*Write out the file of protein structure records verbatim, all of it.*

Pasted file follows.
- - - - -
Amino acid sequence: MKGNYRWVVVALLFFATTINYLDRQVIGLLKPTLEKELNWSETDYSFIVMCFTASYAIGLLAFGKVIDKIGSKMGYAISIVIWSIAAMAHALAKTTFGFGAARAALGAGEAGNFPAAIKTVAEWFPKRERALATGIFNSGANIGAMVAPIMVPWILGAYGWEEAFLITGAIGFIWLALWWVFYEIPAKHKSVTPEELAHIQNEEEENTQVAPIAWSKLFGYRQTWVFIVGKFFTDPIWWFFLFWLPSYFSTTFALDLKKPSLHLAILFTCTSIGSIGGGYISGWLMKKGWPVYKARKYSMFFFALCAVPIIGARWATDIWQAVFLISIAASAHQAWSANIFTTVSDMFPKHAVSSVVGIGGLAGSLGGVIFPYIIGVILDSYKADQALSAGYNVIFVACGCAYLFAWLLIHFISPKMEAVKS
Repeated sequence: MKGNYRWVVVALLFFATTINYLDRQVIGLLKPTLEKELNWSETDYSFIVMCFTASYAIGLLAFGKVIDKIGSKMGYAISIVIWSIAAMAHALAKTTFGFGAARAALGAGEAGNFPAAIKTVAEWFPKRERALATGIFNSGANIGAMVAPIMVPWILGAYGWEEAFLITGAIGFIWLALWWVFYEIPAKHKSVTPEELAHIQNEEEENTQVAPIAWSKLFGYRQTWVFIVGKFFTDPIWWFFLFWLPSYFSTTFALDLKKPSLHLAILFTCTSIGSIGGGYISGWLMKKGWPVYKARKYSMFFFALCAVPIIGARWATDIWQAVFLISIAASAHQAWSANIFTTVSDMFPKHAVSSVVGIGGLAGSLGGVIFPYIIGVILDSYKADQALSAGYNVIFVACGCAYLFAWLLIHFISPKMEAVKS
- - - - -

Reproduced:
Amino acid sequence: MKGNYRWVVVALLFFATTINYLDRQVIGLLKPTLEKELNWSETDYSFIVMCFTASYAIGLLAFGKVIDKIGSKMGYAISIVIWSIAAMAHALAKTTFGFGAARAALGAGEAGNFPAAIKTVAEWFPKRERALATGIFNSGANIGAMVAPIMVPWILGAYGWEEAFLITGAIGFIWLALWWVFYEIPAKHKSVTPEELAHIQNEEEENTQVAPIAWSKLFGYRQTWVFIVGKFFTDPIWWFFLFWLPSYFSTTFALDLKKPSLHLAILFTCTSIGSIGGGYISGWLMKKGWPVYKARKYSMFFFALCAVPIIGARWATDIWQAVFLISIAASAHQAWSANIFTTVSDMFPKHAVSSVVGIGGLAGSLGGVIFPYIIGVILDSYKADQALSAGYNVIFVACGCAYLFAWLLIHFISPKMEAVKS
Repeated sequence: MKGNYRWVVVALLFFATTINYLDRQVIGLLKPTLEKELNWSETDYSFIVMCFTASYAIGLLAFGKVIDKIGSKMGYAISIVIWSIAAMAHALAKTTFGFGAARAALGAGEAGNFPAAIKTVAEWFPKRERALATGIFNSGANIGAMVAPIMVPWILGAYGWEEAFLITGAIGFIWLALWWVFYEIPAKHKSVTPEELAHIQNEEEENTQVAPIAWSKLFGYRQTWVFIVGKFFTDPIWWFFLFWLPSYFSTTFALDLKKPSLHLAILFTCTSIGSIGGGYISGWLMKKGWPVYKARKYSMFFFALCAVPIIGARWATDIWQAVFLISIAASAHQAWSANIFTTVSDMFPKHAVSSVVGIGGLAGSLGGVIFPYIIGVILDSYKADQALSAGYNVIFVACGCAYLFAWLLIHFISPKMEAVKS